Welcome to the Civil Rights Basics section of FindLaw, which provides a general introduction to civil rights and related laws. The term "civil rights" refers to statutory and court-mandated protections from discrimination and other forms of unequal treatment on the basis of national origin, race, gender, and other such characteristics. Civil rights also include freedom from cruel or otherwise excessive force by police officers or other government agents. Articles and resources include a primer on the origins of civil rights laws, an overview of the Bill of Rights, a civil rights quiz, summaries of landmark U.S. Supreme Court decisions impacting civil rights, and more.
Civil Rights vs. Civil Liberties
People sometimes interchange the terms "civil rights" and "civil liberties," but they mean very different things. Civil rights refer to the rights of all individuals to be treated equally under the law, without discrimination or harassment. Refusing to serve an African-American family at your restaurant, for instance, would be a violations of their civil rights. Civil liberties, on the other hand, refer to the various freedoms granted under the law, such as the freedom of the press and the right to assemble. If you are arrested after writing an opinion piece in the newspaper (assuming it doesn't defame anyone), then your civil liberties have been violated.
Civil rights granted by the federal government may not be limited in any way by state or local governments, although they may expand on these rights. For example, several states protect the civil rights of lesbian, gay, bisexual, and transgendered individuals (which is not a federal protection).
One of the main functions of the Civil Rights Act of 1964 is to prevent discrimination against minorities and other historically marginalized individuals in the areas of employment, housing, education, and public accommodation. To discriminate is to treat someone unfairly on the basis of a particular characteristic, such as their skin color or sexual orientation. To have one of these characteristics is to be a member of a protected class; for instance, African Americans belong to a protected class and may file federal claims if they are treated adversely on the basis of their race or skin color.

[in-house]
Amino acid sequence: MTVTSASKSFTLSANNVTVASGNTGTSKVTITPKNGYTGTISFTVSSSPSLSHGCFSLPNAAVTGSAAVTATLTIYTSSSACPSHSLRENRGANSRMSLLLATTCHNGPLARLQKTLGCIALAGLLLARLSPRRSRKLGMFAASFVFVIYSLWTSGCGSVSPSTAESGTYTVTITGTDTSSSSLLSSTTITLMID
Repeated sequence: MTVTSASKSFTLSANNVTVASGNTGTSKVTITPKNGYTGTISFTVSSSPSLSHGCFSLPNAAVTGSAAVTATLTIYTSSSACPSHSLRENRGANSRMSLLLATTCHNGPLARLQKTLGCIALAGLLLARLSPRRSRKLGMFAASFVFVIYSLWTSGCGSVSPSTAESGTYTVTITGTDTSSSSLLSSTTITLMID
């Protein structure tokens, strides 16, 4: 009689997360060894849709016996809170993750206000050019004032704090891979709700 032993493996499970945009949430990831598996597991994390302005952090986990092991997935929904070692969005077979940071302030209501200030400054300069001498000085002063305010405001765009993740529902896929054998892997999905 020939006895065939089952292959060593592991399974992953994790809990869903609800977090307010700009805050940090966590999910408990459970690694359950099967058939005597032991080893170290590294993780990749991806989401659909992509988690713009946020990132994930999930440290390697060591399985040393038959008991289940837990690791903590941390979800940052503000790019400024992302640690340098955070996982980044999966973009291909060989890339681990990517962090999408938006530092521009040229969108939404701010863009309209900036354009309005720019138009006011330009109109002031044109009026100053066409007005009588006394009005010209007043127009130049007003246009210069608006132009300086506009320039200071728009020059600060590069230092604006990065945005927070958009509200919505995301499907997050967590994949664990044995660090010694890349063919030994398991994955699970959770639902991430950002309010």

The following characteristics define the various protected classes under federal civil rights law:
State laws and local ordinances often provide additional protections. California and many other states protect their gay and lesbian residents from discrimination by classifying LGBT individuals as a protected class.
Civil Rights and Police Conduct
It is no secret that police officers sometimes go too far by using excessive force, selectively enforcing laws against members of a particular ethnic group, planting evidence, or otherwise violating the civil rights of U.S. residents. Since police are government employees, civil rights laws protect the public from the excesses that sometimes occur. When officers violate an individual's civil rights through willful misconduct, victims generally may sue for compensatory and punitive damages.
Click on a link below to learn more about the basics of civil rights.